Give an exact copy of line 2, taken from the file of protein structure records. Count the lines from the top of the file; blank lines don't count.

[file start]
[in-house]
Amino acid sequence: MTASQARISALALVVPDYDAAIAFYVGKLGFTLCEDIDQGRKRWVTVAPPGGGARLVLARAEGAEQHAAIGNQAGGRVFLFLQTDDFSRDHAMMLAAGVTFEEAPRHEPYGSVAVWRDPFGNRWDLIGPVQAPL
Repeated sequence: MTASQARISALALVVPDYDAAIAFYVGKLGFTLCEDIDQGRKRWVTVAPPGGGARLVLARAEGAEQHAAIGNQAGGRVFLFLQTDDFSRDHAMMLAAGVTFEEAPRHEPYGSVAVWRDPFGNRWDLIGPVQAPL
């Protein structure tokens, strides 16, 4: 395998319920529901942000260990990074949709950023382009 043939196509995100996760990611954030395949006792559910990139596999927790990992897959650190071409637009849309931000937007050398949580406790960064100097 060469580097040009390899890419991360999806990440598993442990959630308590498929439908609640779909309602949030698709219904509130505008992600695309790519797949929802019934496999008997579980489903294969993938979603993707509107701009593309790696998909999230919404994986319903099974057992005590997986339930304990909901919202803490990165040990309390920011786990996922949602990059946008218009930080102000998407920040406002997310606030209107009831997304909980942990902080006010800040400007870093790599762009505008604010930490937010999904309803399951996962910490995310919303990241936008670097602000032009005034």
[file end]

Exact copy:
Amino acid sequence: MTASQARISALALVVPDYDAAIAFYVGKLGFTLCEDIDQGRKRWVTVAPPGGGARLVLARAEGAEQHAAIGNQAGGRVFLFLQTDDFSRDHAMMLAAGVTFEEAPRHEPYGSVAVWRDPFGNRWDLIGPVQAPL